Kansas Approves Plan to Lure Chiefs, Royals Across State Line

Legislators overwhelmingly support measure to finance new stadiums for Missouri teams
By Newser Editors and Wire Services
Posted Jun 19, 2024 1:04 PM CDT
Kansas Approves Plan to Lure Chiefs, Royals Across State Line
A woman and her dog walk past Kauffman Stadium, home of the Kansas City Royals baseball team, in Kansas City, Missouri.   (AP Photo/Charlie Riedel, File)

Kansas is making a serious run at becoming the new home for the reigning Super Bowl champions with legislators approving a plan Tuesday to lure the Chiefs and Major League Baseball's Kansas City Royals away from Missouri.

  • Bipartisan legislative supermajorities OK'd the measure to authorize state bonds to help finance new stadiums and practice facilities for both teams on the Kansas side of the metropolitan area of 2.3 million residents, which is split by the border with Missouri, the AP reports. Three Super Bowl victories in five years—and player Travis Kelce's romance with pop icon Taylor Swift—have made the Chiefs perhaps the area's most celebrated civic asset.

  • The votes on the Kansas stadium-financing plan were 84-38 in the state House and 27-8 in the Senate. Lawmakers from across the state—even western Kansas, far from any new stadium—supported the measure. It would allow state bonds to cover up to 70% of each new stadium, paying them off over 30 years with revenues from sports betting, state lottery ticket sales, and new sales and alcohol taxes collected from shopping and entertainment districts around the new stadiums. Jackson County, Missouri voters rejected a stadium tax in April.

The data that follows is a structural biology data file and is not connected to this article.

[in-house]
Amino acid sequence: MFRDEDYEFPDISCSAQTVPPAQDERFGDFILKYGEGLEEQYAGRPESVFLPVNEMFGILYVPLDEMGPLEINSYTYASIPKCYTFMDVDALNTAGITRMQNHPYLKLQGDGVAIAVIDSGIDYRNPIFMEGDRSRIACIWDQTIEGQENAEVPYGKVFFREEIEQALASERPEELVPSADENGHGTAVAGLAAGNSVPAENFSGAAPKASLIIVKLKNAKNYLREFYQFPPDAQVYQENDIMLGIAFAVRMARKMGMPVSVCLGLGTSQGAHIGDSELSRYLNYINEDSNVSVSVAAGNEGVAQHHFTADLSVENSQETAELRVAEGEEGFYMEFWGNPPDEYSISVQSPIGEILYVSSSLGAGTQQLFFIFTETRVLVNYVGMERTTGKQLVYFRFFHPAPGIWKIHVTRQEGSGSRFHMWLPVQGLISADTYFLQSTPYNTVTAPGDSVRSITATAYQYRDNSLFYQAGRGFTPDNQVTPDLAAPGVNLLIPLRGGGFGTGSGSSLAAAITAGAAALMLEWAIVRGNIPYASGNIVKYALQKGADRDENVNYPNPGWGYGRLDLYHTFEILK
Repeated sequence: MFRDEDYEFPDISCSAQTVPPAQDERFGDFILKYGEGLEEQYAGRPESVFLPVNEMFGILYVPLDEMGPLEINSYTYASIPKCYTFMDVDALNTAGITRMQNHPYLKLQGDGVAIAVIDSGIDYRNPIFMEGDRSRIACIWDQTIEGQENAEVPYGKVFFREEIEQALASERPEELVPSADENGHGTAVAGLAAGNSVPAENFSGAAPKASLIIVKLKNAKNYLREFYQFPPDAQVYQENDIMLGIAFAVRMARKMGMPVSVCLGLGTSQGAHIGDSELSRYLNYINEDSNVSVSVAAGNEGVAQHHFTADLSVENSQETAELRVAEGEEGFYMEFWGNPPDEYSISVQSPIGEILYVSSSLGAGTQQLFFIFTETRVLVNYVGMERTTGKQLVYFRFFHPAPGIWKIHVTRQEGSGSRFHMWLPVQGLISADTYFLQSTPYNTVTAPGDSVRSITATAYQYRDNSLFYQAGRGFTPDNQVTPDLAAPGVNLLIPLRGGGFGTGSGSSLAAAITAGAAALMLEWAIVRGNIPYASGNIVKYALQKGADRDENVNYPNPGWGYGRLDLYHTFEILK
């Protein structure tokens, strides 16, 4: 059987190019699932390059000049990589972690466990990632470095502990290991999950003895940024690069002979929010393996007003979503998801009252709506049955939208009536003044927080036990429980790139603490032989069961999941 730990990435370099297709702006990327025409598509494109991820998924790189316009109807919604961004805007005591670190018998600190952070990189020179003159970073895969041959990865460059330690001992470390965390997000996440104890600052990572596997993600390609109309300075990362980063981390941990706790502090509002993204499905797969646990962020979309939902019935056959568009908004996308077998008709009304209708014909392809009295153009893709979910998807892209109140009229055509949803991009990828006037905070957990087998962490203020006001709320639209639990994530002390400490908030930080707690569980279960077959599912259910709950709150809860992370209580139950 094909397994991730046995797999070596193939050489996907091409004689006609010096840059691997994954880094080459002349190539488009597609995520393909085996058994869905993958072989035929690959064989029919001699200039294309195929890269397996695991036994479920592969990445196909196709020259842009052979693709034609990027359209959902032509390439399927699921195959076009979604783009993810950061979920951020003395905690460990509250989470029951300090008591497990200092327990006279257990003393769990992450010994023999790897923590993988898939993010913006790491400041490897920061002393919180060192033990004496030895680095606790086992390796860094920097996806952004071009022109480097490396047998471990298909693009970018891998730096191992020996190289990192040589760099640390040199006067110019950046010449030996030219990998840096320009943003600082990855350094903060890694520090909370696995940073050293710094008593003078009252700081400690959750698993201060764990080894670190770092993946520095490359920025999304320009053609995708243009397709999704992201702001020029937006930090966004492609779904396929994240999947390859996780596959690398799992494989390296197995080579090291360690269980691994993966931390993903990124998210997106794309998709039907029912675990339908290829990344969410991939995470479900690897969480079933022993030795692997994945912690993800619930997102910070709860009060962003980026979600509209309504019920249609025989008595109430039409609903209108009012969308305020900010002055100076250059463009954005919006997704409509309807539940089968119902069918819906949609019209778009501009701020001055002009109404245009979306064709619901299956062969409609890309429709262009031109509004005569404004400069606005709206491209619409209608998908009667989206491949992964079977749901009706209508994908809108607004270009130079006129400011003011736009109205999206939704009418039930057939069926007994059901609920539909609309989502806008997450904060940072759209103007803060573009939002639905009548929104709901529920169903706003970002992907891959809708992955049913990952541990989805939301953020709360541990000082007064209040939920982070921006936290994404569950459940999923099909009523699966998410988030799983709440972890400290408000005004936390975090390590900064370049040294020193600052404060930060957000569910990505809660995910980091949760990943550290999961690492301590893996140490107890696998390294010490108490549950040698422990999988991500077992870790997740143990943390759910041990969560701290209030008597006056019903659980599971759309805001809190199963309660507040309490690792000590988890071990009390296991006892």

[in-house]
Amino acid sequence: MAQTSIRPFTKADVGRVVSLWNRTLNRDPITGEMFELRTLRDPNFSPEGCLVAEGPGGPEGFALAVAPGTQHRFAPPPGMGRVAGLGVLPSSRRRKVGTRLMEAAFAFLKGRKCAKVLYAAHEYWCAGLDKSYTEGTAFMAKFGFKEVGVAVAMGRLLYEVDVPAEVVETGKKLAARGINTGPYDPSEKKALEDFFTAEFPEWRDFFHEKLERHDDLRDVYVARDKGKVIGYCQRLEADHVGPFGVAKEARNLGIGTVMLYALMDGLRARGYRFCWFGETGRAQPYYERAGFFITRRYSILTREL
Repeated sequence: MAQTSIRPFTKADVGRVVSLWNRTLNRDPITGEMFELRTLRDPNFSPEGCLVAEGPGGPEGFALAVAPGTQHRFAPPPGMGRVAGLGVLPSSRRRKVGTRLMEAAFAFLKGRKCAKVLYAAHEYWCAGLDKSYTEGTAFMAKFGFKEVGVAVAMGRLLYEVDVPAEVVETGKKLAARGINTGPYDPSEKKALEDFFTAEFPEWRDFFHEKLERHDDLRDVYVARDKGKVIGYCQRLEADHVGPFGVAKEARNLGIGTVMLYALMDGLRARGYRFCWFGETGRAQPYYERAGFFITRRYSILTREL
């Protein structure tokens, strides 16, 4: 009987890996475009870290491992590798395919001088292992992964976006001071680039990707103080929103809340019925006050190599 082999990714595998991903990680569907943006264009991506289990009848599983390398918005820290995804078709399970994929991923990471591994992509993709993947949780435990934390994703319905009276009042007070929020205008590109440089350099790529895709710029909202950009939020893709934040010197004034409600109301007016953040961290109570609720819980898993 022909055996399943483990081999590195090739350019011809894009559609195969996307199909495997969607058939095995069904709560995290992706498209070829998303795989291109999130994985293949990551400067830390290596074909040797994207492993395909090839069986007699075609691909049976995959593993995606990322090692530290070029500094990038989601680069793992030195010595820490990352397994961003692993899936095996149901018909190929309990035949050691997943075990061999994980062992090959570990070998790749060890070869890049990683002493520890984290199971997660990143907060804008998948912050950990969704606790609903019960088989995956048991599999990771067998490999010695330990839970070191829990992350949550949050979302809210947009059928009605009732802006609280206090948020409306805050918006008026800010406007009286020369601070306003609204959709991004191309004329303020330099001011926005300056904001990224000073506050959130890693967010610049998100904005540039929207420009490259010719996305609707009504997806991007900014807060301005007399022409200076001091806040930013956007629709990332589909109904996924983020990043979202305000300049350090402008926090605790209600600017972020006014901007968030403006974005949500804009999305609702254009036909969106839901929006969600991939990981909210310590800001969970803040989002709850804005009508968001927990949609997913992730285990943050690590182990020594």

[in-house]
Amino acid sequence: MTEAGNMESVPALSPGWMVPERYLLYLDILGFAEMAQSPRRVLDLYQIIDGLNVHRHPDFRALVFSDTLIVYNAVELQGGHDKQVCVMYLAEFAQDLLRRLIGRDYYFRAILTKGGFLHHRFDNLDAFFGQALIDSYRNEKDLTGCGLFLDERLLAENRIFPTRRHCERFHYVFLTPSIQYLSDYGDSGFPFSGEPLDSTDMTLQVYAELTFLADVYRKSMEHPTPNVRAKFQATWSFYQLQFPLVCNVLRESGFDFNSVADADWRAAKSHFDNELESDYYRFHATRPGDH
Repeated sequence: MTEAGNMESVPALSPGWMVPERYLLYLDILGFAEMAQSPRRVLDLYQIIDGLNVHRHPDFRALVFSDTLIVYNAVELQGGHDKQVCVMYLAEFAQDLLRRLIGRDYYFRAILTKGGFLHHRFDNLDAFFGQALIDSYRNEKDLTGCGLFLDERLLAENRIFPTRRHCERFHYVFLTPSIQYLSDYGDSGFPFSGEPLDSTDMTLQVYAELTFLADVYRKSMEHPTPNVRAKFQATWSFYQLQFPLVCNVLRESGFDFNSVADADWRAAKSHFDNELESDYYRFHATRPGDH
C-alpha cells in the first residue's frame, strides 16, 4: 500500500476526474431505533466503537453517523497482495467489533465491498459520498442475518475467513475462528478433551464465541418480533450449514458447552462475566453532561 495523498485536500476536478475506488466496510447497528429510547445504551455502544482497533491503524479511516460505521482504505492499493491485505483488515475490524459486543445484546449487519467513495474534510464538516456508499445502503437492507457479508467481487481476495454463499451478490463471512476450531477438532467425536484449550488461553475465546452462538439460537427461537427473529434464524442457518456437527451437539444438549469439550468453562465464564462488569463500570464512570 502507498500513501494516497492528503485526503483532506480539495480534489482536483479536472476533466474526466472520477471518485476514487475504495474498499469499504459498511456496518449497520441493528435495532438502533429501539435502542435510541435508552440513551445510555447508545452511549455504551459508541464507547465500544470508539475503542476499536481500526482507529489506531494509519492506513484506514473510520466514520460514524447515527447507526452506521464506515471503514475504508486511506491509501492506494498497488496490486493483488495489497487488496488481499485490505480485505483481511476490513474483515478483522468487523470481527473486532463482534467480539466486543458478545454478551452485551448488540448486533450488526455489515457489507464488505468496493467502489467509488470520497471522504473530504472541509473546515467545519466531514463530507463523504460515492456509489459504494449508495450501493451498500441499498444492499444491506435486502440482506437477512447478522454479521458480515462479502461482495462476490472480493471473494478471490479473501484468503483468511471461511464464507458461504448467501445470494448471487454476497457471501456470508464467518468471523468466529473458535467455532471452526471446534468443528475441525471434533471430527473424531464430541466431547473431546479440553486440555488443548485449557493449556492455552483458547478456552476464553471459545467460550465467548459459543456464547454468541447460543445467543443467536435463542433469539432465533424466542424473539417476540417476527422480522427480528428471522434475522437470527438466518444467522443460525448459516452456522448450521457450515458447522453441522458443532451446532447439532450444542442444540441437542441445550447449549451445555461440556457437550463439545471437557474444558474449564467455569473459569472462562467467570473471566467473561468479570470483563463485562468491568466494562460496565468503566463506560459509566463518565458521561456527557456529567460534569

• The plan from the Republican-controlled Legislature goes next to Democratic Gov. Laura Kelly. While she stopped short of promising to sign it, she said in a statement that "Kansas now has the opportunity to become a professional sports powerhouse."
  • Both the Chiefs and the Royals said they look forward to considering Kansas options. The lease on the Missouri complex with their side-by-side stadiums runs through January 2031 and both teams have said they should have already started making plans for the future.
  • In Kansas City, Missouri, Mayor Quinton Lucas promised to "lay out a good offer" to keep both teams in town. "Today was largely, in my opinion, about leverage," Lucas said. "And the teams are in an exceptional leverage position." Some Kansas officials reached the same conclusion. "I think the Chiefs and the Royals are using us," said state Rep. Susan Ruiz, a Kansas City-area Democrat.
(More Kansas City Chiefs stories.)

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